We operate four setups for studying correlated electron materials by spectroscopic imaging STM. The instruments operate in cryogenic ultra-high vacuum and are optimized for high stability and a long continuous measurement time. They provide sample transfer without the need to warm the systems up and in-situ sample cleavage. Each instrument has its own operating range:
- our STM1 is mounted in a liquid helium bath cryostat with a 14/16T superconducting magnet. The STM is attached to a home-built insert which allows for operation of the STM at temperatures from 1.6K to ~50K. Hold time of the cryostat is ~100h. Details of the design are discussed in Rev. Sci. Instr. 82, 113708 (2011).
- STM2 is based on a dilution refrigerator mounted in a 14T superconducting magnet and can operate at temperatures down to below 20mK. The cryostat has been built by Oxford Instruments with modifications to allow for sample transfer and continuous operation for more than 100h. For details of the setup see Rev. Sci. Instrum. 84, 013708 (2013). To the best of our knowledge, this is the coldest STM in the UK!
- STM3 operates at temperatures down to 1.6K in a vector magnet (built by American Magnetics), allowing for fields of up to 5T being applied in any direction with respect to the sample as well as up to 9T normal to the sample surface. The instrument is prepared for a combined STM/AFM head to allow also for studies of poorly conducting and insulating materials, as well as for multiple sample contacts. The setup is described in Rev. Sci. Instrum. 88, 093705 (2017).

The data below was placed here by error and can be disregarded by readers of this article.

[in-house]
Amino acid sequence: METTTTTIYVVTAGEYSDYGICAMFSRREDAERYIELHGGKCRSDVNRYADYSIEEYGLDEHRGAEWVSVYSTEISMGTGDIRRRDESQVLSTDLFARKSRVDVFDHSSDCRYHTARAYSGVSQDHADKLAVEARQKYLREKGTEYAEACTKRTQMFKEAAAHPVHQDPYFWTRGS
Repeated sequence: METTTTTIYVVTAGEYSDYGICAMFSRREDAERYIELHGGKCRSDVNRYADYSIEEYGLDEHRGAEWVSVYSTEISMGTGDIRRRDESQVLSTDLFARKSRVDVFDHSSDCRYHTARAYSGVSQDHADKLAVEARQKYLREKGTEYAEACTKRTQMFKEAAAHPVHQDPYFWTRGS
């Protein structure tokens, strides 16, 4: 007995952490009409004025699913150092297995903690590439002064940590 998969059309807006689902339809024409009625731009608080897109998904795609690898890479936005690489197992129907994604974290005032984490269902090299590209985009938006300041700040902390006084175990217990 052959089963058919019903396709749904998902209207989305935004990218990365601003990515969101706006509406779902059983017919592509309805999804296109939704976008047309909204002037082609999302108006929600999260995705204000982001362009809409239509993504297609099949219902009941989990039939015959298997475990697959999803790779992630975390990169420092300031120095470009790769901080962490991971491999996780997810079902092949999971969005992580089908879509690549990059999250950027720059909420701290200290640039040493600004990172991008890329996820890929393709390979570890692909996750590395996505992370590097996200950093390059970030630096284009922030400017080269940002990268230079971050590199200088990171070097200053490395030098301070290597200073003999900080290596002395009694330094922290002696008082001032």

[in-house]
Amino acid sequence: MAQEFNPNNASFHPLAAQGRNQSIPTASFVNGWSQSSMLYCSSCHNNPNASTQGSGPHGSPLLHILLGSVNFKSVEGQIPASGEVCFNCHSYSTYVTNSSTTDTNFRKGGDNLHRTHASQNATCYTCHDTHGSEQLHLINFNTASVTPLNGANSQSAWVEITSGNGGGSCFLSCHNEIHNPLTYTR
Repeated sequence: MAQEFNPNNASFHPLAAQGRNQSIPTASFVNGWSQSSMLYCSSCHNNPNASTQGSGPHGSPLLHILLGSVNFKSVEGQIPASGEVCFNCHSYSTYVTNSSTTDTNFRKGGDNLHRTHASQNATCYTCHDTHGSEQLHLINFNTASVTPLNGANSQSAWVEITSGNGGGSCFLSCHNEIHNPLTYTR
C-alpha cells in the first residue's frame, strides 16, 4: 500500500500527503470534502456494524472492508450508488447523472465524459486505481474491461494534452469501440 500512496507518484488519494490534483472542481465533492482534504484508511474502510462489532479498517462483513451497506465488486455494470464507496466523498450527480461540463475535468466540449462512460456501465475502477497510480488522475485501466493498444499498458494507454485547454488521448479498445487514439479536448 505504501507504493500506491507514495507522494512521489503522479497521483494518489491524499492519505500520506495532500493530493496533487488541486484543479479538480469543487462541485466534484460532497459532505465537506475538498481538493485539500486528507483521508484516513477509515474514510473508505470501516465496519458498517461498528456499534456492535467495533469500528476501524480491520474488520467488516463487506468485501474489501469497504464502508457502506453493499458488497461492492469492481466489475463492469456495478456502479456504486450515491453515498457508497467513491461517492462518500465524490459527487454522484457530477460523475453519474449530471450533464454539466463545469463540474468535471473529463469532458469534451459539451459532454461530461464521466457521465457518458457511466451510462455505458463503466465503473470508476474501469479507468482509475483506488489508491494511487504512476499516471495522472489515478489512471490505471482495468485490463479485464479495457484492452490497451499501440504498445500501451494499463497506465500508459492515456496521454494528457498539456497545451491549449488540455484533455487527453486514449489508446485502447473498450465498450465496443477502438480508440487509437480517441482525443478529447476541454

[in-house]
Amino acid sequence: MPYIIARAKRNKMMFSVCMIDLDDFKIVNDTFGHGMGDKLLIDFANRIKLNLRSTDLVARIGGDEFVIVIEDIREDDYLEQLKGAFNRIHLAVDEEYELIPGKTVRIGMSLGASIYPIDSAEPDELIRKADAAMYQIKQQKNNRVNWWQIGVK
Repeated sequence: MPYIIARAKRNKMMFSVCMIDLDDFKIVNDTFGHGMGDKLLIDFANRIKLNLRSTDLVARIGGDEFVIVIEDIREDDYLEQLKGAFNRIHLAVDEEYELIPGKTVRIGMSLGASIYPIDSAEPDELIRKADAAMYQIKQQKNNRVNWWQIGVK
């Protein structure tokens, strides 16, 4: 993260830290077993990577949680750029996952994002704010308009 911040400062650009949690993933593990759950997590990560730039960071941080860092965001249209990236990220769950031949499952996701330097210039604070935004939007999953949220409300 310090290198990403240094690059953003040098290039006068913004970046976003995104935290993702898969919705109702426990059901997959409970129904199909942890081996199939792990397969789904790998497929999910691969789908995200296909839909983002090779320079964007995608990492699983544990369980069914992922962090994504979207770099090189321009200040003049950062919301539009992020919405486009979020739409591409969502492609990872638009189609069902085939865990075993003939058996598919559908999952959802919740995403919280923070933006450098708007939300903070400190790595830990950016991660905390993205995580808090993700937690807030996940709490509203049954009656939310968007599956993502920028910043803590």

- STM4 is designed for in-vacuo transfer of thin film samples from the growth facilities of the Centre for Designer Quantum Materials and the ultra-low vibration laboratory. It enables topographic and spectroscopic characterisation at temperatures down to 1.8K.
Our capabilities for atomic-scale imaging and spectroscopy are closely interlinked with the facilities of the Centre for Designer Quantum Materials, including a molecular beam epitaxy system for transition metal oxide and chalcogenide materials with in-vacuo sample transfer to the STMs, thin film X-ray diffraction, and physical and magnetic property measurement systems.